A month has passed since the protests in Iran erupted calling for women’s right to bodily autonomy as well as other fundamental freedoms. Several countries issued statements towards this condemning President Raisi’s violence against protestors and supporting women in Iran. Nevertheless, the MENA region1 has been silent towards this. (1MENA: The Middle East and North Africa (MENA) is a region encompassing approximately 22 countries in the Middle East and North Africa

Most of the presidents in MENA opted for remaining silent and keeping a neutral position without intervening on what some people called “internal issues in Iran”. Some organisations from around the world, nevertheless, voiced their opinions through signing a petition that dictates some of women’s demands. The petition included some organisations from the MENA region as well as from other countries.

As someone from Tunisia, I noticed that nothing much has happened in the country. The Tunisian president Kais Saied as well as the other political leaders in the country decided not to state anything about the issue. Tunisia has been trying to maintain a neutral position; and that could probably justify the reason behind this political silence on the Iranian protests. Added to that, even though there were some people who opted for social media to express their solidarity with Iranian women, the news started fading away with time and people became more concerned with their local news. A small number of local non-governmental organisations expressed their concern or showcased their support. Apart from a small protest that happened in front of the Iranian embassy in Tunis, Tunisia, no other protests have taken place in the country. When asking some people about the reason behind this, they stated that it is an “internal issue in Iran in which Tunisia shouldn’t interfere” and “we care more about our internal issues than about what’s happening in the world”.

The situation in Morocco was slightly different. Even though there were no demonstrations in the country, people attempted to showcase their solidarity through social media. As Hajar, a Moroccan young girl, stated “there are some Moroccans who show their solidarity by commenting on Iranians’ videos. TikTok also played a big role in this. Many teenagers are supporting this cause. They are posting videos and trying to raise people’s awareness about the situation especially after the death of Nika Shakarami”. Hajar also informed us that there was a video compilation of Moroccan actors and people cutting short strands of their hair as a means to voice their position in support of Iranian women.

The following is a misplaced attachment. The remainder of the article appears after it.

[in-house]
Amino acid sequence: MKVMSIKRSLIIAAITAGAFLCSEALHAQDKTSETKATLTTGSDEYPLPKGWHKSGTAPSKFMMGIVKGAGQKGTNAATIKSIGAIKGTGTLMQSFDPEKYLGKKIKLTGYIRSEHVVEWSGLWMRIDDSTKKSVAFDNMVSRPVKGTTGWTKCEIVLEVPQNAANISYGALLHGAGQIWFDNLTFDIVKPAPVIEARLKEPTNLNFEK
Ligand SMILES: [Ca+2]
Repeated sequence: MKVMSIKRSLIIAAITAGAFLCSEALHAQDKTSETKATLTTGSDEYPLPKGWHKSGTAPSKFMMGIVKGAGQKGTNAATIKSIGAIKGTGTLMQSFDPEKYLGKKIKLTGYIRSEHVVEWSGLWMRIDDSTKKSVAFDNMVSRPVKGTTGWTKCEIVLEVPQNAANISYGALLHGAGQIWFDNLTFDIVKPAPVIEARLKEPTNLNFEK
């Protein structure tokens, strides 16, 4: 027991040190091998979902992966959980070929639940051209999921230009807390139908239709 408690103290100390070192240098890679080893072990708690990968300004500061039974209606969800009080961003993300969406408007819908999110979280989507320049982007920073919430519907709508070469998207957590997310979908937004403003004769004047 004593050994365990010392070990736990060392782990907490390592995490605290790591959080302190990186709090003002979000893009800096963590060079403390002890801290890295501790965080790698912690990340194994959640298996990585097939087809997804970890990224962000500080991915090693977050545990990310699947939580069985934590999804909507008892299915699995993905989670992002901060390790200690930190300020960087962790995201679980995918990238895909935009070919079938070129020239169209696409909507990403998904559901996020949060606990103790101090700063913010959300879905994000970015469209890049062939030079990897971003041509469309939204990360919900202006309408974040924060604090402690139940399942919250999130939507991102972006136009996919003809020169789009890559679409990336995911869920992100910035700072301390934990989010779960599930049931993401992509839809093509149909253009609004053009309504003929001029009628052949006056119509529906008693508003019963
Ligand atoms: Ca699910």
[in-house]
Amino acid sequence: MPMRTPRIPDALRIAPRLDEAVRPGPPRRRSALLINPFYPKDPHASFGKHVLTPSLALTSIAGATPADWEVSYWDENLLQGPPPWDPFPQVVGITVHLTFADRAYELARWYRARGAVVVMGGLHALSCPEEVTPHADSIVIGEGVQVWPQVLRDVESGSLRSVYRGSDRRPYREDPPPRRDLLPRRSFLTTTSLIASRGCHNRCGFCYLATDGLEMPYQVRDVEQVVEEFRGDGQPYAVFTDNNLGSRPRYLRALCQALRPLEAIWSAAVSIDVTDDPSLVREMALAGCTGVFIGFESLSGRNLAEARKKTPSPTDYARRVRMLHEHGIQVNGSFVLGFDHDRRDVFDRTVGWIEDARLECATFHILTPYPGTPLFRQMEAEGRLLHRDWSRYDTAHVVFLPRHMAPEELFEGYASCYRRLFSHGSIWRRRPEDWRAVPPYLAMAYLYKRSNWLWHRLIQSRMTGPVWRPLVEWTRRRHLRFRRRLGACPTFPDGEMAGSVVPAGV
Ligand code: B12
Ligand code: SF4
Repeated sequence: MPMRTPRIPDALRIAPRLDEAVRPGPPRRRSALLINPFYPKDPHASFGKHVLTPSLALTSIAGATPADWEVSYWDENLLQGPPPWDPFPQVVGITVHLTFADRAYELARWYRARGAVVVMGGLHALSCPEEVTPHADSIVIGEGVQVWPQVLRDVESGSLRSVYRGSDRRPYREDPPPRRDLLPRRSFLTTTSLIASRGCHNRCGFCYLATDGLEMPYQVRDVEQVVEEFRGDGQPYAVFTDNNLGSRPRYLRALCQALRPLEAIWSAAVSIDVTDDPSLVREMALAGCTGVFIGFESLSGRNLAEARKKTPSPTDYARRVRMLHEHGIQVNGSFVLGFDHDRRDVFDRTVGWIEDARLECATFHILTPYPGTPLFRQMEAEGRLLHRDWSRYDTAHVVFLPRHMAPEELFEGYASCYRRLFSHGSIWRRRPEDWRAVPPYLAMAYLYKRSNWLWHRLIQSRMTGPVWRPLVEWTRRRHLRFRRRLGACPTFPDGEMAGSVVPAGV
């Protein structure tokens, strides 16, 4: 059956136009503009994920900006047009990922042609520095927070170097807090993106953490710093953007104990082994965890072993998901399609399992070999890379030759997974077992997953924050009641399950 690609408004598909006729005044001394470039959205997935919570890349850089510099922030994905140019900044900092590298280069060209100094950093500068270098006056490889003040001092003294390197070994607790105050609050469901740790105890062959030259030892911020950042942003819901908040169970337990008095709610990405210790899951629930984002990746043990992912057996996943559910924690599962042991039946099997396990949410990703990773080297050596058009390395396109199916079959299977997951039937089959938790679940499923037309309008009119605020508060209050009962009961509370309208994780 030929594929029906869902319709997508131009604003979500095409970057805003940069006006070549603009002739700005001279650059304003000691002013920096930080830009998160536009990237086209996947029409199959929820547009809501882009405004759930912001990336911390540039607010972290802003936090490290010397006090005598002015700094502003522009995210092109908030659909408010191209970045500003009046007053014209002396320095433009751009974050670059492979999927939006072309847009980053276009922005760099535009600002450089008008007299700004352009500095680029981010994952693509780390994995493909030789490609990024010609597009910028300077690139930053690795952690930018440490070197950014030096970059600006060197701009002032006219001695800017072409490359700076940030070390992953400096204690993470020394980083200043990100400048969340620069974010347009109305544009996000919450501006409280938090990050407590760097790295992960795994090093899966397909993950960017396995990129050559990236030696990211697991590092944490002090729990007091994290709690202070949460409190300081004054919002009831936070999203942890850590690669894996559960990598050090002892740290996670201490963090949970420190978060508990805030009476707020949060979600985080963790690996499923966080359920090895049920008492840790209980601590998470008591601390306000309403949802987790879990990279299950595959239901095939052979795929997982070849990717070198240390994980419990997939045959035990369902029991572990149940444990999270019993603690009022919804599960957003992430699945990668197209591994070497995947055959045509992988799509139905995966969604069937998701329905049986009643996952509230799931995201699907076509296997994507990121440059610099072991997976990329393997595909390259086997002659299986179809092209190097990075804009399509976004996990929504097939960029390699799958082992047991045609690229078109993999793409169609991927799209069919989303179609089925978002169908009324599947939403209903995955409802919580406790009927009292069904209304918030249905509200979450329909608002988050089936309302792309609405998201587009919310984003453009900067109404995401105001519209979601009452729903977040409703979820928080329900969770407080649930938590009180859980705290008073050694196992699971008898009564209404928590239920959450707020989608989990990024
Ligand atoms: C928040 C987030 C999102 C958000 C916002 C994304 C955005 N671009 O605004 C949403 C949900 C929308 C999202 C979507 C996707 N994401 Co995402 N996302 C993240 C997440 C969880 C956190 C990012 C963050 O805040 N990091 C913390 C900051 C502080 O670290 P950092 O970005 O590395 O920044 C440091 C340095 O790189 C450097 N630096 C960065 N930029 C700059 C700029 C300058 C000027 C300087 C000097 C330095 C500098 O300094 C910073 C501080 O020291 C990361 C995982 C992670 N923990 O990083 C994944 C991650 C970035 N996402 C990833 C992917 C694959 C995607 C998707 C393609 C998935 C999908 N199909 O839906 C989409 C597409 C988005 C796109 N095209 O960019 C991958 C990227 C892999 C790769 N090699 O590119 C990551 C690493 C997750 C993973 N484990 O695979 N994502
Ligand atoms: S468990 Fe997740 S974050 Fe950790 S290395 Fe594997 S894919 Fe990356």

As for Algeria, nothing much was noticed apart from a few posts on social media. No organisation signed the petition; the political leaders did not mention anything about the situation, and no protests were noted.

Lebanon, on the other hand, did witness some protests. According to Tamara Rasamny from L’Orient Today, “several dozen protesters gathered at the National Museum in Beirut Sunday to show solidarity with Iranian women” two weeks after the protests in Iran started.

Egypt’s president, Abdel Fattah al-Sisi, did not issue any statement about what’s happening in Iran. Therefore, nothing much was noted in the country. A young Egyptian, we’ll call Mohammed, also gave us an insight on the situation in Egypt. According to what he stated, there were several posts on social media supporting women in Iran; but no protests were noted.

Even though the world is closely following the situation in Iran, the MENA region opted for remaining neutral about it. Other than a few people and organisations who showed their support for Iranian women, the political leaders seem to have opted for a neutral position by neither condemning the Iranian government nor supporting Iranian women.